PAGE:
ISTANBUL - Hürriyet Daily News
Supporters of the Workers’ Party hold a protest in front of the Atılım daily headquarters in Istanbul against the detention. DHA Photo
Law enforcement officials detained four people yesterday within the scope of the ongoing Ergenekon probe, including Mehmet Sabuncu, the owner of daily Aydınlık, while around 100 supporters of the Workers’ Party (İP) gathered before Sabuncu’s flat to protest the raid.
“They are terribly afraid of us because we are defending the country. We are going to call everything to account. We do not fear repression. Aydınlık has no single owner, it has thousands. Aydınlık’s owner is the people,” the daily’s editor-in-chief, Serhan Bolluk, said in a press statement he issued while security forces were still searching Sabuncu’s flat.
Istanbul police arrived at Sabuncu’s house in the district of İçerenköy around 7 a.m. Tuesday and conducted a search for six hours. Security officials also conducted a separate search in the offices of the İP in the Çorlu province of the northwestern province of Tekirdağ.
İP leader Doğu Perinçek is on trial under arrest in the Ergenekon case.
Retired Maj. Zafer Şen, retired military judge Bahadır Berk and one more suspect were also taken under custody by the police as part of the Ergenekon trials.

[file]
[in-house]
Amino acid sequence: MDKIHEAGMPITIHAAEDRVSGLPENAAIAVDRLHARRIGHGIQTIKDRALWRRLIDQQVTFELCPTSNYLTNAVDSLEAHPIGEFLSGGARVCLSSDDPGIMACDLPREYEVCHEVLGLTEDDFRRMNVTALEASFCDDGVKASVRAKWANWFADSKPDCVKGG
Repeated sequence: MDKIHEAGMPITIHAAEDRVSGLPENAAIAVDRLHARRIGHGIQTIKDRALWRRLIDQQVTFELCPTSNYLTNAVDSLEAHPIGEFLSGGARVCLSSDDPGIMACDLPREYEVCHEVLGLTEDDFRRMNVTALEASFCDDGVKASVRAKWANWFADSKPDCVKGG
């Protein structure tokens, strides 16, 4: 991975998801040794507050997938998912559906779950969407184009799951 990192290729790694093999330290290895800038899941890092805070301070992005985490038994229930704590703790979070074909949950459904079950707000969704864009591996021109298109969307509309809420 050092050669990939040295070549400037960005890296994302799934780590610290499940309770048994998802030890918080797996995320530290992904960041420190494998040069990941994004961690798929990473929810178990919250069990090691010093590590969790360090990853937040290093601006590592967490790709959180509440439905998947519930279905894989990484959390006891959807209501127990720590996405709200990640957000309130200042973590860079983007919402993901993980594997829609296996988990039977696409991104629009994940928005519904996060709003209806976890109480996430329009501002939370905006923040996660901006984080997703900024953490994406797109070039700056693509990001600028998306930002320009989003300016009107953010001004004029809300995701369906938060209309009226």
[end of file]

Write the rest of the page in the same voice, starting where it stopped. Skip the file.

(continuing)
Meanwhile, law enforcement officers launched another series of simultaneous raids in Istanbul and the Mediterranean province of Antalya
yesterday, detaining 13 alleged members of the Revolutionary Headquarters, an outlawed and armed left-wing organization.
A dozen suspects were taken to the police department after going through health checks in Istanbul, while suspect T.T., 26, a high school security guard who was only identified by his initials, was sent to Istanbul after being taken into custody in Antalya, according to reports.
The suspects were detained on the charge of “being a member of and aiding and abetting an outlawed organization,” while police officers reportedly seized large quantities of organizational documents and digital material during the raids.
Among high-profile suspects in the ongoing Revolutionary Headquarters trials is Hanefi Avcı, a former police chief who wrote a book titled “Haliç’te Yaşayan Simonlar: Dün Devlet Bugün Cemaat” (Devotee Residents of Haliç: Yesterday State, Today Religious Community), which alleges that the religious Gülen community has covertly taken control of the state.
Avcı was arrested following the book’s publication, although he was earlier known to have been close to the Gülen community.
Ergenekon is an alleged ultranationalist gang that is accused of plotting to overthrow the government by fomenting chaos in society.
Compiled from Anatolia News Agency and the Doğan News Agency stories by the Daily News staff in Istanbul.